Book Reviews | Gordon Campbell | News Flashes | Scoop Features | Scoop Video | Strange & Bizarre | Search

 


Kamala Sarup: Economic Impact of HIV/AIDS

Economic Impact of HIV/AIDS


By Kamala Sarup

Nepal, already crippled with problems of underdevelopment, poverty, food scarcity, internal conflicts, is the hardest hit by the HIV-AIDS pandemic. If the number of HIV infections continue to rise at the current rate, the Nepal's economy could become crippled, increasing health costs and dampening workplace productivity. If HIV continues to infect younger people of productive age groups, it will have an all-round effect on our development. HIV related illness and death creates new poverty, deepens existing poverty and increases family and national indebtedness.

The economic repercussions of the HIV epidemic at macro level are already being felt in the public and private sectors in Nepal. The cause and consequences of the epidemic are closely associated with other challenges to development including poverty, unemployment, civil unrest, indebtedness and rural-urban movements. There's no question that if the epidemic reaches thausends — which is about two times what it is now — it will have a serious adverse consequence on the economy. In the context oof a stagnating economy, the cost of treatment will "be greater than the economic value of the lives. This will make a significant dent on the growth rate of Net Domestic Product of Nepal within the next few decades. Per Capita income levels are also expected to fall in future.

One of the active social worker Cicilia spoke to The Telegraph at Washington DC on the subject. She said "AIDS can severely retard economic growth by destroying human capital in three ways: AIDS primarily affects people in their productive years. The death of parents affects the transmission of knowledge and ability across generations. Besides, the loss of income due to disability and early death reduces the resources available for educating children and this, in turn, translates into low productivity of future adults. These adults will be less able to invest in the education of their children".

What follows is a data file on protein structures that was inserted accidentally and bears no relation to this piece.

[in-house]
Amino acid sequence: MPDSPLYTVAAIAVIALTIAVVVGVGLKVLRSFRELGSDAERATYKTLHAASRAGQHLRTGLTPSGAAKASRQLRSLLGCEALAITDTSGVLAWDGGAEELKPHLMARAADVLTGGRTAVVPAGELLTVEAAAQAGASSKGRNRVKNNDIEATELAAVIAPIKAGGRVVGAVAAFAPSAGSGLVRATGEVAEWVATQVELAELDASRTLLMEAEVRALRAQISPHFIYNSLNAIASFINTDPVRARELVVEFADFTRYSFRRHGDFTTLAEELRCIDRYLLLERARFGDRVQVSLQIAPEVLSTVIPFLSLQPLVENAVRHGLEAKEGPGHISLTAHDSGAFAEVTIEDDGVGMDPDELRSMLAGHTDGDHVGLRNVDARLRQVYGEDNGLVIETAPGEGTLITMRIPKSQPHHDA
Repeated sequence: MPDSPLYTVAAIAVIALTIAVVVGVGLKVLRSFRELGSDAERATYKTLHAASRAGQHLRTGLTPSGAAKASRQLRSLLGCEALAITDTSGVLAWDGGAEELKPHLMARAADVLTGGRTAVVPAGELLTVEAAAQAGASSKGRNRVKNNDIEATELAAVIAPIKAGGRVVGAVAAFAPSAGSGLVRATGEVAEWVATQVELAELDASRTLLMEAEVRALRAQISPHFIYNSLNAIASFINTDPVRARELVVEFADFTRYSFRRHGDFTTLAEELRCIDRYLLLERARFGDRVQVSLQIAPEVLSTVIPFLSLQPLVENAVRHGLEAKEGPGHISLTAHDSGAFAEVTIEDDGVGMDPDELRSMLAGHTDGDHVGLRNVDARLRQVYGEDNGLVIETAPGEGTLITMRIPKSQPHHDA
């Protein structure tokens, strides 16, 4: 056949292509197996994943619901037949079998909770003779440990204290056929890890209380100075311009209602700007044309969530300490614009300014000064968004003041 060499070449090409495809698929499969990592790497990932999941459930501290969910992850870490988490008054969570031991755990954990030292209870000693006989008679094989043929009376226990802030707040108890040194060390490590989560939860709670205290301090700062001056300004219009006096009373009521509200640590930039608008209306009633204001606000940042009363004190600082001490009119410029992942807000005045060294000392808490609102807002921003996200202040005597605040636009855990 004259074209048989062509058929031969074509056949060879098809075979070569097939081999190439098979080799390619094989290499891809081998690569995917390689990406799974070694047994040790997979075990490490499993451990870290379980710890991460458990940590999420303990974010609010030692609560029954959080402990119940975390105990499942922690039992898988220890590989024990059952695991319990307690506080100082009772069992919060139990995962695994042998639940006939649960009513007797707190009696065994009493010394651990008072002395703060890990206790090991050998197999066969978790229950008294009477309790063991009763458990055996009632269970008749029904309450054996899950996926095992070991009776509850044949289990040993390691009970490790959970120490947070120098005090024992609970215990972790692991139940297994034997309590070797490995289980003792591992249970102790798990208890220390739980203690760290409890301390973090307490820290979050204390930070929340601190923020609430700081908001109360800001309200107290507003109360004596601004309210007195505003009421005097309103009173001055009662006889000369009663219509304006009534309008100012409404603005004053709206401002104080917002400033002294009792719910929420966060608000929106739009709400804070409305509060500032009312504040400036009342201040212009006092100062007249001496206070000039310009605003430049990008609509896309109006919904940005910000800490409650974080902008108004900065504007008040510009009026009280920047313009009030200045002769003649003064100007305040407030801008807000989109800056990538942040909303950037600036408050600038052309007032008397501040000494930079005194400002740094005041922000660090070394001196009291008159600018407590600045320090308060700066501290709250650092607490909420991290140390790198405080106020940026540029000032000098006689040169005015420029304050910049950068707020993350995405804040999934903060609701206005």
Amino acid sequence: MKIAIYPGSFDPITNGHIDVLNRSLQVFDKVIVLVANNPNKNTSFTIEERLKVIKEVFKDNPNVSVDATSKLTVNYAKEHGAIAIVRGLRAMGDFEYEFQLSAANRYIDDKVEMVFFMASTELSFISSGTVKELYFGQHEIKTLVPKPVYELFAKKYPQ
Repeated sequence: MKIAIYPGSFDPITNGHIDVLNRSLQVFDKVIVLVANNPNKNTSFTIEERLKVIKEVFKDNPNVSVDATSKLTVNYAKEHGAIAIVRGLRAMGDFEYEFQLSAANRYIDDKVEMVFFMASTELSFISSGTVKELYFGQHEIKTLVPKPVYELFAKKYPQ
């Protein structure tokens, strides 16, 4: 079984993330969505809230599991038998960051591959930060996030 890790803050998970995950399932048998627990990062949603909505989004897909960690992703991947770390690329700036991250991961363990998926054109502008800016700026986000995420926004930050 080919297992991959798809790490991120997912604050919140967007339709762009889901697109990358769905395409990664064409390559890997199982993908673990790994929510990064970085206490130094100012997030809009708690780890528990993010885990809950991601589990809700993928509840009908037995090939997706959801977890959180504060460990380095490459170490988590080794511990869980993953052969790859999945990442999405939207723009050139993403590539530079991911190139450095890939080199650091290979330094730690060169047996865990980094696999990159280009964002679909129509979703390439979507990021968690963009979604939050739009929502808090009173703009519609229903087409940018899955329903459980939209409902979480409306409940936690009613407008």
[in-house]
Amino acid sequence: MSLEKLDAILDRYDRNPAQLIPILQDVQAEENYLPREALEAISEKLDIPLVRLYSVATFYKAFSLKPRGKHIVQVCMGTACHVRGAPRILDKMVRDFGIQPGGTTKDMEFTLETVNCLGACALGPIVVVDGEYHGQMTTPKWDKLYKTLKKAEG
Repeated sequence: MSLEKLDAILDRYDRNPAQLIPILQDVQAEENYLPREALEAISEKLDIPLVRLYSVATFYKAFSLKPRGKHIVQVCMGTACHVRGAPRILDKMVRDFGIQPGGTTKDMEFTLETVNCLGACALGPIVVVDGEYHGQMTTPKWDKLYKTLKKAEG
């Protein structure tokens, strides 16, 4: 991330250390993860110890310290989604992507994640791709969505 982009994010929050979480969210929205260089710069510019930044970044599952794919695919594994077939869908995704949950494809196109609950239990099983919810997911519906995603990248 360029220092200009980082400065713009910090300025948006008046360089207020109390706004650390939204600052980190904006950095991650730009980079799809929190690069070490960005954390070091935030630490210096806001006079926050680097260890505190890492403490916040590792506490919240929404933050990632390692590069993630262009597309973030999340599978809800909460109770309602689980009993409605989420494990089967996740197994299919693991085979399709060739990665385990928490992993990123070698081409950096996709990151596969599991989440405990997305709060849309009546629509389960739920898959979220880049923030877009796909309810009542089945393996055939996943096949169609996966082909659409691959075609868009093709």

HIV/AIDS is mostly prevalent in the age group of 15-49 years. This age group is very much important from economic productivity point of view. This age group is again the mostsexually active group. If we have a look of the routs of the transmission of HIV, we find that sexual transmission of HIV is most common. It is the cause of transmission in almost 90 per cent of the total infections. This simply construes that there is an urgent need to propagate for the safer sex practices and awareness campaigns on HIV/AIDS at home and at work place.

AIDS activist Samjhana Gurung at Pennsylvania said " If the quantity and quality of work done by the productive work force drops; the overall income of the family and the community will greatly devastated. Poverty, for example, limits spending on health and nutrition as well as education. Lack of education will naturally mean lack of awareness about HIV. It also means fewer choices in the job market and lesser bargaining power to negotiate working conditions. Lack of employment opportunities drive women into the sex trade and are factors in increasing migration within the country".

Nepal economy would be severely hit if the number of AIDS victims surged to thausends in the next decade. The epidemic has cost millions of Rupees to individuals and their families. It is true to say that there is a great possibility of multiplier effects of the disease which can penetrate to the general population of Nepal in the near future.

She continued, "we need to upscale our efforts to mobilize adequate human and financial resources to effectively confront the epidemic. The millions required for anti-viral treatment could only be met by external financing if national health priorities were not completely distorted. We must work to mitigate the tremendous impact of the epidemic on the ability of governments to provide basic social services".

She further said "Long periods of separation from their families often lead migrant workers to indulge in high risk sexual behaviour. Especially vulnerable are young people in sex work, young intravenous drug users, young combatants, young civilians caught up in armed conflict, street youth and orphaned youth do not insist on use of condoms. Yet vast number of young people remain unaware or ignorant concerning HIV/AIDS. The information and services that could prevent infection are often not available to, or accessible by, young people, and national strategies reflect scant regard for young people's needs and realities".

Although the Nepal government has launched a nationwide programme to halt the disease, Nepal faces an uphill battle in tackling AIDS. Since most of the infected with HIV/AIDS are younger people. Higher medical expenditures will reduced not only saving but also other current expenditures. The labor force is calculated as the sum of the economically active population for each age group between 15 and 64. Economically active person also includes all persons who contribute to the supply of labor for the production of goods and services.